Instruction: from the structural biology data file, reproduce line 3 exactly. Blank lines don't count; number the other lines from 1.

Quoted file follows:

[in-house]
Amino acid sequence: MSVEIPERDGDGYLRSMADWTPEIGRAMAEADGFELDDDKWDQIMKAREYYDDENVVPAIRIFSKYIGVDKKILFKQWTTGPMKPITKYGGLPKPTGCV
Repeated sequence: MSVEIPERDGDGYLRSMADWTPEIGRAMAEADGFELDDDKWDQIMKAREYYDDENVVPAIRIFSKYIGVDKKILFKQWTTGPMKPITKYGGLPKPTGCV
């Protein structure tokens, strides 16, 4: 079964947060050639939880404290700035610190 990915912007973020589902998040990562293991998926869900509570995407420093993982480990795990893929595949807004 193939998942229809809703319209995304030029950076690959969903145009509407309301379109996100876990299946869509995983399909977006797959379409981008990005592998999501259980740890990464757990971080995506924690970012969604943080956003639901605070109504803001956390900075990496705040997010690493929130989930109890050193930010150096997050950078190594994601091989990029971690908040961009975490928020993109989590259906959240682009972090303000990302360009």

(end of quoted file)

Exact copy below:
Repeated sequence: MSVEIPERDGDGYLRSMADWTPEIGRAMAEADGFELDDDKWDQIMKAREYYDDENVVPAIRIFSKYIGVDKKILFKQWTTGPMKPITKYGGLPKPTGCV